The grammarians that you quote are on weak ground. There are other words that contain the notion of intensification. To give two examples, there are:

Extreme and forceful or (of a feeling) very strong:

Very intelligent
very skilful, impressive, or successful

Both these words, and others, are often intensified by very.

The grammarian argument seems to be that a word deriving from intensification (very, extremely, gravely, even absolutely) of another word must not itself be intensified. This restricts the scale of intensification arbitrarily. It also expects users of a word to consider its antecedents, meaning and etymology before intensifying it.

Degrees of intensification are acceptable;
It is appalling (=very bad) that grammarians should adopt such an attitude and,
it is very appalling that they presume to proscribe our usage.

As a matter of usage rather than semantics, they are clearly wrong, very wrong, very very wrong, extremely wrong, and absolutely wrong.

  • 1
    You misunderstood. The part about "redundant intensifiers" is purely my own conjecture. Grammarians have a different theory, which is about how certain adjectives derived from past participles are incompatible with certain intensifiers. You wouldn't say "very prepared", for example, even though "prepared" has been used as an adjective. I've put "past participle" in my question in bold for some clarity. Mar 20 at 8:37
  • 5
    "Very prepared" while criticised is very common even from educated people (doctors, lawyers, global intelligence unit). "Very delighted" is less common, but then "delighted" is less common than "prepared" both in writing and in life.
    – Stuart F
    Mar 20 at 9:34
  • 3
    I suggest that the general argument about this type of intensification and the inappropriate restrictions placed by over-prescriptive grammarians applies not only to the words in my answer but also to very prepared, very engaged, very involved and many others.
    – Anton
    Mar 20 at 13:54
  • @Vun-HughVaw For one thing, even if that's true of "certain" adjectives derived from past participles, it's not true of them all ("very tired" and "very embarrassed" are fine), so why can't "delighted" be another which may be qualified by "very"? For another, the matter of whether an adjective was derived from a past participle seems to be a red herring: some adjectives not so derived are similarly ungradeable, e.g. "huge", "vast" and "enormous".
    – Rosie F
    Mar 20 at 15:03
  • @RosieF The Merriam-Webster blog post I cited addresses your concern. I said "certain adjectives" because I indeed meant "not all adjectives". As you can see in the blog post, which cites Randolph Quirk’s A Comprehensive Grammar of the English Language, says "four criteria that must be met before a participle graduates from verbhood and is given adjectival status [...] it can be premodified by very (“Yes, I am very annoyed”)". Mar 20 at 15:24

According to Wikipedia:

The Longman Dictionary of Contemporary English (LDOCE), first published by Longman in 1978, is an advanced learner's dictionary, providing definitions using a restricted vocabulary, helping non-native English speakers understand meanings easily. It is available in four configurations

As is the case with learner's dictionaries in general, LDOCE has usage guidelines that have to be prescriptive. So what they mean by "don't say" is not always that the construction is not grammatical per se, but sometimes that it's not idiomatic or natural among native speakers.

This Ngram shows that "very delighted" is the least productive among "[adverb] + delighted". (Although it is shown above "not delighted", "very delighted" is actually less productive than even "not delighted".)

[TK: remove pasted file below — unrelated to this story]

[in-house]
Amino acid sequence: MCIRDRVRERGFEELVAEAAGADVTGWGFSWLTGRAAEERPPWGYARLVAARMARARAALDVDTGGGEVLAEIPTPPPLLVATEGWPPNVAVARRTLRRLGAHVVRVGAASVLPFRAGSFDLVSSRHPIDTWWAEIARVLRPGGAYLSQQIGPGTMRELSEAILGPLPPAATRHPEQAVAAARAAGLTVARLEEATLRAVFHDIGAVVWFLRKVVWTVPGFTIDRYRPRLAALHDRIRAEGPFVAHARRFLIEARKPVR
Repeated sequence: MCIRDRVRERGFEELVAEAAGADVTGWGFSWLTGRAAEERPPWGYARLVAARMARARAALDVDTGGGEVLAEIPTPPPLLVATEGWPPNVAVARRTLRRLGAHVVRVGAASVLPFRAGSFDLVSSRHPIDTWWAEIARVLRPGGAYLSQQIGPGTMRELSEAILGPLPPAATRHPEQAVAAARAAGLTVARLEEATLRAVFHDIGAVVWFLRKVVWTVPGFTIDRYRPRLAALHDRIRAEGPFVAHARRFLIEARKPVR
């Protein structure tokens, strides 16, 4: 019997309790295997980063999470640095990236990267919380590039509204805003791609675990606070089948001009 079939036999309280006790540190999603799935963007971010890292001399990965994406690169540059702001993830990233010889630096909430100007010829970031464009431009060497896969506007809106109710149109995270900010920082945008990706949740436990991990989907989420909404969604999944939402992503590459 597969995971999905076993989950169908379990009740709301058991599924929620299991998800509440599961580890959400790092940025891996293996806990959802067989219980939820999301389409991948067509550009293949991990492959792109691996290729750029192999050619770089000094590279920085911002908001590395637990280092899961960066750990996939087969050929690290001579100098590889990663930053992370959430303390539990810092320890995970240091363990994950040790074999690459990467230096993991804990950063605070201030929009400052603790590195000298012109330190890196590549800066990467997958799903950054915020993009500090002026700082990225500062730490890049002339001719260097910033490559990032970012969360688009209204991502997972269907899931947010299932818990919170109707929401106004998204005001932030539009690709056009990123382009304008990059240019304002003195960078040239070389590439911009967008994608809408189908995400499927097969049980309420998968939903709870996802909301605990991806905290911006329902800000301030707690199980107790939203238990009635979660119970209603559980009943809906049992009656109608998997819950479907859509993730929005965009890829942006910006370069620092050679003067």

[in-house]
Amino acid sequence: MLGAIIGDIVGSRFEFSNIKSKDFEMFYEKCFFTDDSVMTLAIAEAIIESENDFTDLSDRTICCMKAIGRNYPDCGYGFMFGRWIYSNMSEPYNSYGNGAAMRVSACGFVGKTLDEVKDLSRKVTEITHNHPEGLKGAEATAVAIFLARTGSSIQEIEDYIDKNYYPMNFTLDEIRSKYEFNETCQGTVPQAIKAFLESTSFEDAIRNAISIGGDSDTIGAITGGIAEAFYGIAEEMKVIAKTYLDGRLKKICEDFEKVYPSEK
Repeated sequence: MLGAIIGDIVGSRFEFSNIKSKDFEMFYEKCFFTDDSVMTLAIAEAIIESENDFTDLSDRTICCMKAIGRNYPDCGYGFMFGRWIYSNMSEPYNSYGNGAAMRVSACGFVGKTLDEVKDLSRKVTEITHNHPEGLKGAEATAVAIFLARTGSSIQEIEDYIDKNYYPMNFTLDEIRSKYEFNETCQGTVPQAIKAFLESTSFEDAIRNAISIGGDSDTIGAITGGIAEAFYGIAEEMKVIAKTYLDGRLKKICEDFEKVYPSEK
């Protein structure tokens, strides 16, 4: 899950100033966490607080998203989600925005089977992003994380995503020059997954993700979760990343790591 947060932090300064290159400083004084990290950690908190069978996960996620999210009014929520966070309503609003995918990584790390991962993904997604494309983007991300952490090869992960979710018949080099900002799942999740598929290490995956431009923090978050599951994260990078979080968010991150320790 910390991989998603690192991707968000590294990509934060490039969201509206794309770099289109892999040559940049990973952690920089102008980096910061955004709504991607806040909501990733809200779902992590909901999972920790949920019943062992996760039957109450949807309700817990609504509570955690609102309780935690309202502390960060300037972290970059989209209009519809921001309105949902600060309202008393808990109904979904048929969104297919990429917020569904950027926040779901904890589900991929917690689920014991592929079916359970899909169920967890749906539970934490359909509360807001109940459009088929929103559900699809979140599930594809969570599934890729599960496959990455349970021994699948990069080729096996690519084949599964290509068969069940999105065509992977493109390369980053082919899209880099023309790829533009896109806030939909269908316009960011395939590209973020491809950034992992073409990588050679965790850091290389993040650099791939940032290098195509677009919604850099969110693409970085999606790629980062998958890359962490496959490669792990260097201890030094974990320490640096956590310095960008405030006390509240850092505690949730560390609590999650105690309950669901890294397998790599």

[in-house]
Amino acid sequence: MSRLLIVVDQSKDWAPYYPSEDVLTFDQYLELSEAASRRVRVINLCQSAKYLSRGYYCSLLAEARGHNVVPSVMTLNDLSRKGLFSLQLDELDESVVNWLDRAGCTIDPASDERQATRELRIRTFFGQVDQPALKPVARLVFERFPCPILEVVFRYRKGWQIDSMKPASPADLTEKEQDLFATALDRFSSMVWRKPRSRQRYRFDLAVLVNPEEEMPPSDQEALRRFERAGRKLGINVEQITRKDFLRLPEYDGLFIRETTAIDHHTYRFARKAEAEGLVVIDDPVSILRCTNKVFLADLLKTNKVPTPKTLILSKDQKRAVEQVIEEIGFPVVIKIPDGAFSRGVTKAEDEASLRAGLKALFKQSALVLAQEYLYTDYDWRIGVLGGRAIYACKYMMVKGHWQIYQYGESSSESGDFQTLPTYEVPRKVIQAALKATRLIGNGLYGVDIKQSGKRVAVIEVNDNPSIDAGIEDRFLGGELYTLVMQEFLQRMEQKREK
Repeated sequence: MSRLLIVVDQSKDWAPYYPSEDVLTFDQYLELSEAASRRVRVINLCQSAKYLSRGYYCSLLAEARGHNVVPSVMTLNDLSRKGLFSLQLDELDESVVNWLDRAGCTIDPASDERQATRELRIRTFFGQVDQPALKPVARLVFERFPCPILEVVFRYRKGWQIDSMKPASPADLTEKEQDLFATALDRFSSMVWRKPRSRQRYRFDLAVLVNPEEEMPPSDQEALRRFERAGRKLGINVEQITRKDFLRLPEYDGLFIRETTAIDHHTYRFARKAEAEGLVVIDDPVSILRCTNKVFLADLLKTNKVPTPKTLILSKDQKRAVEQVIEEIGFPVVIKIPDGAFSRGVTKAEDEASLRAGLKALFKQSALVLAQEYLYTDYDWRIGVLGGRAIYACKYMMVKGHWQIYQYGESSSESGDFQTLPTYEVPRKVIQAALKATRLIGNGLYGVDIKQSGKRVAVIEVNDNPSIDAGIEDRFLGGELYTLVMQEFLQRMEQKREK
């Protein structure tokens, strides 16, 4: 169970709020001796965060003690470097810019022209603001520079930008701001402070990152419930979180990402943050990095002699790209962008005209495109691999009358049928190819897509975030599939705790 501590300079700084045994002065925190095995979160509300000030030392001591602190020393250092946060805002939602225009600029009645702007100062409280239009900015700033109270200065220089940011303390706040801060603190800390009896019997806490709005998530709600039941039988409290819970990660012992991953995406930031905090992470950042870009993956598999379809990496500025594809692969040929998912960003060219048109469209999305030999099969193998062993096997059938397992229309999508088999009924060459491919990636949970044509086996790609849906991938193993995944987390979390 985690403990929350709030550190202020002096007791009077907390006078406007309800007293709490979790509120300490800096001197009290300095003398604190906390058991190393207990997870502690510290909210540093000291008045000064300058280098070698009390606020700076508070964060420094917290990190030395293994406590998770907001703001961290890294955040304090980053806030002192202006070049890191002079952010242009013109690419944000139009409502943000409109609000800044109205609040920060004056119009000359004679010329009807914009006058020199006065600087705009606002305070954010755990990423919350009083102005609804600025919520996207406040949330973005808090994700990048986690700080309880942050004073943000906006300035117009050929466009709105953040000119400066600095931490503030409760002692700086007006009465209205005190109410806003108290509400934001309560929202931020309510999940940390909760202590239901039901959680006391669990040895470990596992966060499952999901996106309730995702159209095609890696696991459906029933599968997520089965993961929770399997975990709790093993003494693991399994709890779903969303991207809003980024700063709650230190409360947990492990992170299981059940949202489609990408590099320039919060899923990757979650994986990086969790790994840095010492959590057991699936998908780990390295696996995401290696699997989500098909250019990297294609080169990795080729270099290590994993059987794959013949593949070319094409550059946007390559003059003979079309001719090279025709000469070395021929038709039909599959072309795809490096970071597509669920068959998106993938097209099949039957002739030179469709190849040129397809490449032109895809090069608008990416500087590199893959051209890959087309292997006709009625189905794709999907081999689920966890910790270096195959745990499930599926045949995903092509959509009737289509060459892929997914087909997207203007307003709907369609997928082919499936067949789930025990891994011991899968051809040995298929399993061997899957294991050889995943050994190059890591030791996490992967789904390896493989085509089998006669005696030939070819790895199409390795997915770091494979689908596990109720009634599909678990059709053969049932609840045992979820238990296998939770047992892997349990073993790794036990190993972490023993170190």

Just because famous people have uttered this expression doesn't mean it's necessarily idiomatic or natural. Native speakers, famous or not, do utter unidiomatic or unnatural things from time to time. What's clear is that the expression will never make it to the article of The New York Times or some such, unless in a quote.

I don't agree with the Merriam-Webster blog post you've cited, and it is not even relevant here, because "very pleased", unlike "very delighted", is the most productive of all "[adverb] + pleased", according to this Ngram. Note also that "much ecstatic" is even less productive than "very ecstatic", according to this Ngram, which perhaps tells us that adjectives converted from past participles are more likely to be collocated with "much".

I think you may have guessed it right when you said:

The definition of delighted is "very pleased and happy." Perhaps very is already implied, so another intensifying very would be redundant?

Note "very ecstatic" is similarly unproductive, according to this Ngram.


But then why does absolutely work?

I guess "absolutely" as well as other emphasizing adverbs such as "so" and "quite" emphasizes the following adjective in a different way than does "very".

  • "Native speakers, famous or not, do utter unidiomatic or unnatural things from time to time." Could you clarify on this further? I'm not sure if you're confusing "commonality" and "idiomaticity/naturality". I agree that native speakers occasionally say "unidiomatic" things, like verbalizing the adjective "gay" in "gay it up" for humorous effect for example, but given the contexts where "very delighted" occurs, I don't see why it can't be "idiomatic." Mar 21 at 9:11
  • I don't think there's anything to clarify. It just depends on how you'd define "idiomatic/natural". Some native speakers utter things like "I should have went" instead of "I should have gone" from time to time. In my own dictionary, the former is not idiomatic or natural, regardless of how often some native speakers use it. If you'd consider it idiomatic/natural simply because some native speakers keep using it, that's your prerogative. There's nothing I can clarify.
    – JK2
    Mar 21 at 9:56
  • I think this response of yours is enough clarification, that you personally think it's not "idiomatic". In my opinion, if enough native speakers use a particular expression, it eventually becomes idiomatic. Idiomatic expressions are very different from "standard" or "received" expressions: the former are authentically used by native speakers even to the annoyance of grammar police, the latter are recommended for school or high-brow jobs. "Should have went" could be idiomatic without being "standard" or "received" Mar 21 at 14:20